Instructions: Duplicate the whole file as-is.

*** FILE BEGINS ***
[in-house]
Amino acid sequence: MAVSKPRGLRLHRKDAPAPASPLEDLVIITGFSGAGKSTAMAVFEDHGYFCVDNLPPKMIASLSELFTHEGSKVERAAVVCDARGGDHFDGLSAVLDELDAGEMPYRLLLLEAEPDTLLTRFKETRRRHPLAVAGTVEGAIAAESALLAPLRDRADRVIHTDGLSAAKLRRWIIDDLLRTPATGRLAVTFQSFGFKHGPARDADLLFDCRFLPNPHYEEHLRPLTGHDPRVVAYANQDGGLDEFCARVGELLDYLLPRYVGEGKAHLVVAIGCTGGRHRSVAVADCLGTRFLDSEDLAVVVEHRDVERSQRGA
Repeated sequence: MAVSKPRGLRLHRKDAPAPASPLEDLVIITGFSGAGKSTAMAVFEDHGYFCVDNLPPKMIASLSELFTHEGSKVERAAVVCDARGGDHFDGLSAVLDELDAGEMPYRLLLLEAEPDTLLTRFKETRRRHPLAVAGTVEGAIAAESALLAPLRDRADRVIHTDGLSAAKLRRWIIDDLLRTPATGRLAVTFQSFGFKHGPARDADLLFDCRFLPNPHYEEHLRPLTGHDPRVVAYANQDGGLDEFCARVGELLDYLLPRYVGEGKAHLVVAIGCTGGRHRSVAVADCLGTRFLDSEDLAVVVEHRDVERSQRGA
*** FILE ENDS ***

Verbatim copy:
[in-house]
Amino acid sequence: MAVSKPRGLRLHRKDAPAPASPLEDLVIITGFSGAGKSTAMAVFEDHGYFCVDNLPPKMIASLSELFTHEGSKVERAAVVCDARGGDHFDGLSAVLDELDAGEMPYRLLLLEAEPDTLLTRFKETRRRHPLAVAGTVEGAIAAESALLAPLRDRADRVIHTDGLSAAKLRRWIIDDLLRTPATGRLAVTFQSFGFKHGPARDADLLFDCRFLPNPHYEEHLRPLTGHDPRVVAYANQDGGLDEFCARVGELLDYLLPRYVGEGKAHLVVAIGCTGGRHRSVAVADCLGTRFLDSEDLAVVVEHRDVERSQRGA
Repeated sequence: MAVSKPRGLRLHRKDAPAPASPLEDLVIITGFSGAGKSTAMAVFEDHGYFCVDNLPPKMIASLSELFTHEGSKVERAAVVCDARGGDHFDGLSAVLDELDAGEMPYRLLLLEAEPDTLLTRFKETRRRHPLAVAGTVEGAIAAESALLAPLRDRADRVIHTDGLSAAKLRRWIIDDLLRTPATGRLAVTFQSFGFKHGPARDADLLFDCRFLPNPHYEEHLRPLTGHDPRVVAYANQDGGLDEFCARVGELLDYLLPRYVGEGKAHLVVAIGCTGGRHRSVAVADCLGTRFLDSEDLAVVVEHRDVERSQRGA